The week before Christmas I found myself in line with my two sons and 20 other procrastinators on the post office’s busiest day of the year – the last day to ensure cards and gifts would arrive at loved one’s mailboxes prior to Christmas.
While we waited my five year old, Josiah, began singing The Little Drummer Boy. Typically, whenever Josiah sings he crescendos into a sound that one might consider similar to the screech of a dial-up modem. I was torn between feeling a little self-conscious and not wanting to disturb those around us, with enjoying his zeal for the Christmas season and letting that shine through in his singing.
As his singing became more audible, I could see the smiles on the faces of those around us. It was almost like he too, could sense their smiles upon him as his voice began to rise. At that point I leaned down and kindly told him to quiet down and not be so loud. The mistake I made was that being a little self-conscious and aware that everyone was looking at us, I giggled as I corrected him. This caused Josiah to sing louder. Trying to look serious, by raising my eyebrows and pointing my finger at him, while attempting to hide the smirk on my face, I asked him again to please quiet down. He smiled and sang louder.
I suddenly heard a barking noise behind me and turned to see that it was the Grinch-like postal worker calling us over to the counter. Apparently she was annoyed that I wasn’t paying better attention when there were 2000 people in line behind us (Did I say 20 earlier? I meant 2000. And maybe, just maybe, if they put more people on staff on the busiest day of the postal year so there were more than, say, two lines open at any given time, she wouldn’t be so grinchy).
I dragged the boys and our Santa bag of gifts over to Grinchy as Josiah continued singing at a, thankfully, lower level. A lady in line behind us shook her head with a smile, and pehaps, a tear in her eye, and said so that all could hear, “his singing is the best thing we can hear in this place.” You could have turned off all the lights in the post office at that point and worked by the light of the mother’s pride emitted from every pore of my body. As I was reaching to pat myself on the back, Josiah began to hum the words to The Little Drummer Boy again. My heart melted as I gazed upon my sweet child.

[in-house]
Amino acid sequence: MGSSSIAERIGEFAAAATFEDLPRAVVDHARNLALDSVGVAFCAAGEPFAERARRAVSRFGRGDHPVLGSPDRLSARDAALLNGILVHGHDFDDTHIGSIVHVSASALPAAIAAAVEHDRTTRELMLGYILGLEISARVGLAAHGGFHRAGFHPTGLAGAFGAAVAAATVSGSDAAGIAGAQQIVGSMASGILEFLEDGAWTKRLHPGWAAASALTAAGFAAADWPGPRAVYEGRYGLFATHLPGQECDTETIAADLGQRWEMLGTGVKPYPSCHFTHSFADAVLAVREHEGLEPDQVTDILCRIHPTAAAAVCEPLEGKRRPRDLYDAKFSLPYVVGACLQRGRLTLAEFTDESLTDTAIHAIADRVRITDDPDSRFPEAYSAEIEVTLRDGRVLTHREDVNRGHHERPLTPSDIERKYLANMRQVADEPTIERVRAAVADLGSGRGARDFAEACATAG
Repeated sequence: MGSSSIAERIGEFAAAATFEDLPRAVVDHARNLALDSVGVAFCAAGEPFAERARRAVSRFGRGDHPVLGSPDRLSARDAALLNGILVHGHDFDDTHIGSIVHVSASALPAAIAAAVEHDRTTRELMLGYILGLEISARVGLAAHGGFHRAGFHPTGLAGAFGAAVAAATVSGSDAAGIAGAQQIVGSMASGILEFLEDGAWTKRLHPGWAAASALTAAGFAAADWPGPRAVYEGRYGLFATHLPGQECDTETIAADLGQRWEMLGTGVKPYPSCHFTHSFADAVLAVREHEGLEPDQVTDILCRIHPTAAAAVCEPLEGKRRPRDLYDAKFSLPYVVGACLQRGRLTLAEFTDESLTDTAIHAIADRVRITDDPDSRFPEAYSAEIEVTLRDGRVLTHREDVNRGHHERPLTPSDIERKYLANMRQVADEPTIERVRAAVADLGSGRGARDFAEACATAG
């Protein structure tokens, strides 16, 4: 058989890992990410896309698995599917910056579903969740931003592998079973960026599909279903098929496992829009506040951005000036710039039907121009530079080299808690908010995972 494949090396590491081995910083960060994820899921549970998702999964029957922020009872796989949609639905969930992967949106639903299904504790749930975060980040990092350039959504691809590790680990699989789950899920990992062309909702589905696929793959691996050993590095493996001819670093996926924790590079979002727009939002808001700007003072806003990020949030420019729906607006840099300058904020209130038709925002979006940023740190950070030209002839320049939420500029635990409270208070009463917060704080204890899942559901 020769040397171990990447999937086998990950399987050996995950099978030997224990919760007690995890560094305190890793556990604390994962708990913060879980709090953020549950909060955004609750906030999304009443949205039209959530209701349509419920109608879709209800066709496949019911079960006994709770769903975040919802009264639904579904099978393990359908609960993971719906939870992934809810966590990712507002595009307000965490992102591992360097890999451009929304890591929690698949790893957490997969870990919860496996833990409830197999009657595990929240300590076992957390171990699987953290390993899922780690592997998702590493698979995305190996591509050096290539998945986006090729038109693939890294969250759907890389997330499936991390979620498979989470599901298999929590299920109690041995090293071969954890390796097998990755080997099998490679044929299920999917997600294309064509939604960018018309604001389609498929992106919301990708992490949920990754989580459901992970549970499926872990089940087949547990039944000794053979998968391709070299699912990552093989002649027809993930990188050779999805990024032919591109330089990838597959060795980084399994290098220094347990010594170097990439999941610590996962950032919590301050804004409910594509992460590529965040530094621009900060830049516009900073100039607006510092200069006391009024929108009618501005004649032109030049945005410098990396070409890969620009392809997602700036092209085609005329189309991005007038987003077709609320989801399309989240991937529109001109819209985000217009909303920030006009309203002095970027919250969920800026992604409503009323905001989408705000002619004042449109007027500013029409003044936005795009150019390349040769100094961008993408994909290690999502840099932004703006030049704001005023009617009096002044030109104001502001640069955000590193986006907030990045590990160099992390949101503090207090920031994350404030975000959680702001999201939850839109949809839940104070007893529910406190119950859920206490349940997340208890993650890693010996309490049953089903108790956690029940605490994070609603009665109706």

Then my seven-year-old, Sheehan, began to say loudly, “Josiah, STOP singing! I don’t like your singing. It’s STINKY!” and tried to hit him. My eyes grew wide. I bent down to Sheehan and asked him to be quiet and to be kind to his brother and to please, just let him sing. With a scowl on his face, he replied, “But his singing is stinky!” I thought, well, at least one of my kids is still a saint.
In spite of Sheehan’s protests, Josiah continued singing merrily and came to the rum-pum-pum-pum part of the song. But instead of singing rum-pum-pum-pum, he sang, “I-crap-in-my-pants!” I didn’t even turn around to see what that woman’s expression was. I paid Grinchy and dragged the boys and the empty Santa bag out the door with my proud mommy tail dragging between my legs.
I can always count on my kids to keep my pride in check. I think that’s their God-given job. Wouldn’t you agree?